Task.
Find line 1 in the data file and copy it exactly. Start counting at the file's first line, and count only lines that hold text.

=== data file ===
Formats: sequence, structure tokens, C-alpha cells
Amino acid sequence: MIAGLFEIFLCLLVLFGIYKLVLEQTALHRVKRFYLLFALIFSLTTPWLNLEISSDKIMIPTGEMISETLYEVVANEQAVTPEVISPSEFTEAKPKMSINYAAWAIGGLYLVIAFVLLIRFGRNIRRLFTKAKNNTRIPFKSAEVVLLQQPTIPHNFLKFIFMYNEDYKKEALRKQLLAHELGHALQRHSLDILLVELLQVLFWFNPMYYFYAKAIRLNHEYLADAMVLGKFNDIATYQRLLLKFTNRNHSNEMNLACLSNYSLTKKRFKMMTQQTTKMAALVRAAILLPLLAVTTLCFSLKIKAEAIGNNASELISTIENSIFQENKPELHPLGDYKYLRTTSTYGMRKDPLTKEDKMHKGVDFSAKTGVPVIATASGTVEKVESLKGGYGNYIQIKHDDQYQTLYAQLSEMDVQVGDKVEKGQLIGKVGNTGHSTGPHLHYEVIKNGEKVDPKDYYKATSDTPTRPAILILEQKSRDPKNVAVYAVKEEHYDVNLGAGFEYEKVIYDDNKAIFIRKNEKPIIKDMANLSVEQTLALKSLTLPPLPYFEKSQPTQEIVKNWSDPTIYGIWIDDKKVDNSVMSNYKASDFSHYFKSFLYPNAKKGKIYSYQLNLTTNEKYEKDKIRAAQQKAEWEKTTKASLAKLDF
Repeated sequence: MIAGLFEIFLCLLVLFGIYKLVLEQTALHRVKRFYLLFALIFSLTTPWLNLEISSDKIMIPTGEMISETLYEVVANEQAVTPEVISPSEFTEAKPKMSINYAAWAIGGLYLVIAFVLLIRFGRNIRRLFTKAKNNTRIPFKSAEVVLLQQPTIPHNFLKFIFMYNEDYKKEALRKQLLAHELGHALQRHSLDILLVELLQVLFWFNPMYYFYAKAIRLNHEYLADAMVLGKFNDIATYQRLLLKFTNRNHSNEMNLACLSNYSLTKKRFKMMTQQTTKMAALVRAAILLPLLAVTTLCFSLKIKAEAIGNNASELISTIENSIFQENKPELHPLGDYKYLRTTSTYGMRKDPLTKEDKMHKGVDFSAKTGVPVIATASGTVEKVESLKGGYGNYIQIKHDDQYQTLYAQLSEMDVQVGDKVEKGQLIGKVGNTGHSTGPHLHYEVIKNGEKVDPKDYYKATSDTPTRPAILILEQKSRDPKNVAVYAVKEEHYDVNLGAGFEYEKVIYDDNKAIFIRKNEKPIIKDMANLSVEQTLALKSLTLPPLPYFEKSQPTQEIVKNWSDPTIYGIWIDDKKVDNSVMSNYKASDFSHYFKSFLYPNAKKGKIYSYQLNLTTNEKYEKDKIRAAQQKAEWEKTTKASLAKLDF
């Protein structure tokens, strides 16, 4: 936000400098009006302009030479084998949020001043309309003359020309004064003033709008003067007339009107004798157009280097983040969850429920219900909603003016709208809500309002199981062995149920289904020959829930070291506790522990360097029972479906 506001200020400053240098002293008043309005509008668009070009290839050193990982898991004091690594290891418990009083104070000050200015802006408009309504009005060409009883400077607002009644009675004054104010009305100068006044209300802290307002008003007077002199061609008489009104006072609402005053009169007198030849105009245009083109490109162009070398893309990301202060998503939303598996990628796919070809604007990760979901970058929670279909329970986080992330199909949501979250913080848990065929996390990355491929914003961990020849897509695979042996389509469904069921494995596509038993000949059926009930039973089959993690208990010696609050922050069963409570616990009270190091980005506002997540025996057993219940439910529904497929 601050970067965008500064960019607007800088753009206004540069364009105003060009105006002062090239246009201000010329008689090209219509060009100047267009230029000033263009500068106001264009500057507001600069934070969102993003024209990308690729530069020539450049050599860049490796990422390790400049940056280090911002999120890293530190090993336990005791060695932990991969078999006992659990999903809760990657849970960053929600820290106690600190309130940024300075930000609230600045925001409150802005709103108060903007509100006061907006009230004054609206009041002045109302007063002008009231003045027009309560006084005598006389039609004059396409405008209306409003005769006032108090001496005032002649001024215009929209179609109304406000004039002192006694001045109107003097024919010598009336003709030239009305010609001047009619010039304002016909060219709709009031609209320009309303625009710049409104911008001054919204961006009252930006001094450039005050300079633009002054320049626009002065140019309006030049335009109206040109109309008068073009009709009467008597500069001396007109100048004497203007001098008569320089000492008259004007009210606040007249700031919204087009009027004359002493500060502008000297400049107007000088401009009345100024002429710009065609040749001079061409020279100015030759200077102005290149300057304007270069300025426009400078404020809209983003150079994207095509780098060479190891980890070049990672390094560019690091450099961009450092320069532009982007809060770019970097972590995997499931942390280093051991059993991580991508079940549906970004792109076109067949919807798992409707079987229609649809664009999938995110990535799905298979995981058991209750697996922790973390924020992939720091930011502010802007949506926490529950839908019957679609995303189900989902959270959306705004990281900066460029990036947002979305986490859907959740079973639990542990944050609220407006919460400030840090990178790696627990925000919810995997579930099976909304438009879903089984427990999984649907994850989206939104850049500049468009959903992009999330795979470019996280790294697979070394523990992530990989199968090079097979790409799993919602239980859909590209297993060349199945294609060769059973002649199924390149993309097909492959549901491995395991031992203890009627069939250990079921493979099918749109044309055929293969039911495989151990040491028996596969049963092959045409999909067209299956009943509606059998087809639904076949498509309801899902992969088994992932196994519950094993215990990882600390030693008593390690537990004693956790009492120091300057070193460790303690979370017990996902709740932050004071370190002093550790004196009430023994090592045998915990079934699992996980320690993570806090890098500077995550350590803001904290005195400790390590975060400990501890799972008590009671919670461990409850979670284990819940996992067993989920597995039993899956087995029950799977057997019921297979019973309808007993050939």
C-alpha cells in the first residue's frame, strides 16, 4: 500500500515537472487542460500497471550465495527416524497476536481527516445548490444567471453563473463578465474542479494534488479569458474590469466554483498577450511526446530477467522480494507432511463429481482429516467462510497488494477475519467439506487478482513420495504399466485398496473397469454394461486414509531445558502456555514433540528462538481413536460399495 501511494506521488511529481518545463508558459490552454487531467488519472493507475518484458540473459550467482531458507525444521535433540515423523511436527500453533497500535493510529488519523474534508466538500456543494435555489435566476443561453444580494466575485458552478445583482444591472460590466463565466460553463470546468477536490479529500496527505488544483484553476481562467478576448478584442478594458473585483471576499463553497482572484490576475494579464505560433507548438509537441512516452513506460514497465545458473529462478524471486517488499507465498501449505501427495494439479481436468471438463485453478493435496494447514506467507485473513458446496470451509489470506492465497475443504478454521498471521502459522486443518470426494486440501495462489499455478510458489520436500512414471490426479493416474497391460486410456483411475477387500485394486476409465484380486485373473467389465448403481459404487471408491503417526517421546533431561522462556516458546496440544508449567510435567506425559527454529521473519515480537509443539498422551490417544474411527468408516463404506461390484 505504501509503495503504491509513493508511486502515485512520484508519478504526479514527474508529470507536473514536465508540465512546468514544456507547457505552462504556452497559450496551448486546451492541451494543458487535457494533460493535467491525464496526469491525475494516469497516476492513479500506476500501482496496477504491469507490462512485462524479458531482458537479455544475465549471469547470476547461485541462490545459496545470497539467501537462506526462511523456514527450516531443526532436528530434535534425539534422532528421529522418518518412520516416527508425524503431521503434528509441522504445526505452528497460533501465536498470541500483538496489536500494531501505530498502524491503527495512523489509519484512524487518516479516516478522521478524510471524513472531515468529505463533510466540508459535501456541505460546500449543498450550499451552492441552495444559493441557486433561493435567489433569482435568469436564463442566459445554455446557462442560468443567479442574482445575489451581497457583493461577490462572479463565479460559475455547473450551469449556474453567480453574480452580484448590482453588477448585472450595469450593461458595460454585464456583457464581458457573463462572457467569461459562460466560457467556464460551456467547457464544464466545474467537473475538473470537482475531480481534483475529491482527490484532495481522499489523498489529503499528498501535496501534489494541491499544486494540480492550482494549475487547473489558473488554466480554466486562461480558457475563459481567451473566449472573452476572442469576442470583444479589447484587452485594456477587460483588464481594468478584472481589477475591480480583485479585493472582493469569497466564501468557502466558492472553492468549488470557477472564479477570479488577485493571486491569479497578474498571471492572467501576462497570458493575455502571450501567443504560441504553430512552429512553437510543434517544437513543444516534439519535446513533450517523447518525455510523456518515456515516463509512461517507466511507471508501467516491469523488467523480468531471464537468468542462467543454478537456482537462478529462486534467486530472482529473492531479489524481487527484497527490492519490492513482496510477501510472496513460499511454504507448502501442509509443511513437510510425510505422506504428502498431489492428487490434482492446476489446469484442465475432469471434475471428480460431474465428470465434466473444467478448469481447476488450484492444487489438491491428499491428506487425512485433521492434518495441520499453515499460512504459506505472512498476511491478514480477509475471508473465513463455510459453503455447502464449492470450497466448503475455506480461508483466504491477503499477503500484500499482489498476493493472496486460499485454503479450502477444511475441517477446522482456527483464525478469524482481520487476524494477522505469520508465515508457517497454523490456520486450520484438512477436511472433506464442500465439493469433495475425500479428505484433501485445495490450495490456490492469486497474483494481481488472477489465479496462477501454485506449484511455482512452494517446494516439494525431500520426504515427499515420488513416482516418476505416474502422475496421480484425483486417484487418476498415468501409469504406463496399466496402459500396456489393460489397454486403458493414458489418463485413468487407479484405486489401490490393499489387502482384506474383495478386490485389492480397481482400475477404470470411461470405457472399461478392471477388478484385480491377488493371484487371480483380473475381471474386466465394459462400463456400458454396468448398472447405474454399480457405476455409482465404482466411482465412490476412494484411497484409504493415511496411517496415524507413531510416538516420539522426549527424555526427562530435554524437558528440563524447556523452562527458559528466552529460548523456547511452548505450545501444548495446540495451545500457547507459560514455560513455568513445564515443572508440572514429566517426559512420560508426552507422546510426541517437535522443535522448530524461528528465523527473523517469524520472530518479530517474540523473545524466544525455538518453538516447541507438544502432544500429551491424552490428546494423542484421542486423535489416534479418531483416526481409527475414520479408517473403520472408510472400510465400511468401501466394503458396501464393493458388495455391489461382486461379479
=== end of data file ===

Formats: sequence, structure tokens, C-alpha cells